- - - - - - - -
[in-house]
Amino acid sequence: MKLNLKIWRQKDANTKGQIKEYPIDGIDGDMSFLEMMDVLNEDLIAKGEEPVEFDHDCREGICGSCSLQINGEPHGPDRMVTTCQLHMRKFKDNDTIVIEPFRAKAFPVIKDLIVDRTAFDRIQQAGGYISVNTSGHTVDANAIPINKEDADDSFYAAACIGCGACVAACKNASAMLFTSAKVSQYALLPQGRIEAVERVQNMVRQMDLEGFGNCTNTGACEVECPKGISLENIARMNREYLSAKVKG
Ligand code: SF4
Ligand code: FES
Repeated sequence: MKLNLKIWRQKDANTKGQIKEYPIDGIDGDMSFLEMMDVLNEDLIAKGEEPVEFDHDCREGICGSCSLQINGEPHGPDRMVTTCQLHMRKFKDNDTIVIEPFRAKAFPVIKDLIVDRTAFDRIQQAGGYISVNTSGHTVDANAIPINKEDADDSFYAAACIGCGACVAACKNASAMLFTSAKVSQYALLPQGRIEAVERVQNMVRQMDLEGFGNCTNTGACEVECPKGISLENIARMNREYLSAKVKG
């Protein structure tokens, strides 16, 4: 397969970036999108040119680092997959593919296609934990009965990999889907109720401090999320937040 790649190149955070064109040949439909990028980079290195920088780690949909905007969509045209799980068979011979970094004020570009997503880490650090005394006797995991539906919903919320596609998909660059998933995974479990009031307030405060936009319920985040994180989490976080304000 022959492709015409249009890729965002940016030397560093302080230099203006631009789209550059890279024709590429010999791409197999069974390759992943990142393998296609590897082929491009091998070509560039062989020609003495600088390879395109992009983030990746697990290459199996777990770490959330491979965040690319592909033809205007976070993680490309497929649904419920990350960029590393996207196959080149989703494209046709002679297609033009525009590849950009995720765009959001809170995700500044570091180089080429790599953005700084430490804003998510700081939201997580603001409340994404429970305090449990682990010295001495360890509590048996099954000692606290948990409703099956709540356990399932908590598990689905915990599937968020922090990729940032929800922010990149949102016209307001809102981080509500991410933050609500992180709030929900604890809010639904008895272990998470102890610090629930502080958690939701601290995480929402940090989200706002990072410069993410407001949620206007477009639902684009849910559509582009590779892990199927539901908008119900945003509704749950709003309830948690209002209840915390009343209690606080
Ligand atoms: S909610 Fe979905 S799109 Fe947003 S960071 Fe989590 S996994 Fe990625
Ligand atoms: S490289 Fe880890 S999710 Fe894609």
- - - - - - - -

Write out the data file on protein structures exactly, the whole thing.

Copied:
[in-house]
Amino acid sequence: MKLNLKIWRQKDANTKGQIKEYPIDGIDGDMSFLEMMDVLNEDLIAKGEEPVEFDHDCREGICGSCSLQINGEPHGPDRMVTTCQLHMRKFKDNDTIVIEPFRAKAFPVIKDLIVDRTAFDRIQQAGGYISVNTSGHTVDANAIPINKEDADDSFYAAACIGCGACVAACKNASAMLFTSAKVSQYALLPQGRIEAVERVQNMVRQMDLEGFGNCTNTGACEVECPKGISLENIARMNREYLSAKVKG
Ligand code: SF4
Ligand code: FES
Repeated sequence: MKLNLKIWRQKDANTKGQIKEYPIDGIDGDMSFLEMMDVLNEDLIAKGEEPVEFDHDCREGICGSCSLQINGEPHGPDRMVTTCQLHMRKFKDNDTIVIEPFRAKAFPVIKDLIVDRTAFDRIQQAGGYISVNTSGHTVDANAIPINKEDADDSFYAAACIGCGACVAACKNASAMLFTSAKVSQYALLPQGRIEAVERVQNMVRQMDLEGFGNCTNTGACEVECPKGISLENIARMNREYLSAKVKG
């Protein structure tokens, strides 16, 4: 397969970036999108040119680092997959593919296609934990009965990999889907109720401090999320937040 790649190149955070064109040949439909990028980079290195920088780690949909905007969509045209799980068979011979970094004020570009997503880490650090005394006797995991539906919903919320596609998909660059998933995974479990009031307030405060936009319920985040994180989490976080304000 022959492709015409249009890729965002940016030397560093302080230099203006631009789209550059890279024709590429010999791409197999069974390759992943990142393998296609590897082929491009091998070509560039062989020609003495600088390879395109992009983030990746697990290459199996777990770490959330491979965040690319592909033809205007976070993680490309497929649904419920990350960029590393996207196959080149989703494209046709002679297609033009525009590849950009995720765009959001809170995700500044570091180089080429790599953005700084430490804003998510700081939201997580603001409340994404429970305090449990682990010295001495360890509590048996099954000692606290948990409703099956709540356990399932908590598990689905915990599937968020922090990729940032929800922010990149949102016209307001809102981080509500991410933050609500992180709030929900604890809010639904008895272990998470102890610090629930502080958690939701601290995480929402940090989200706002990072410069993410407001949620206007477009639902684009849910559509582009590779892990199927539901908008119900945003509704749950709003309830948690209002209840915390009343209690606080
Ligand atoms: S909610 Fe979905 S799109 Fe947003 S960071 Fe989590 S996994 Fe990625
Ligand atoms: S490289 Fe880890 S999710 Fe894609």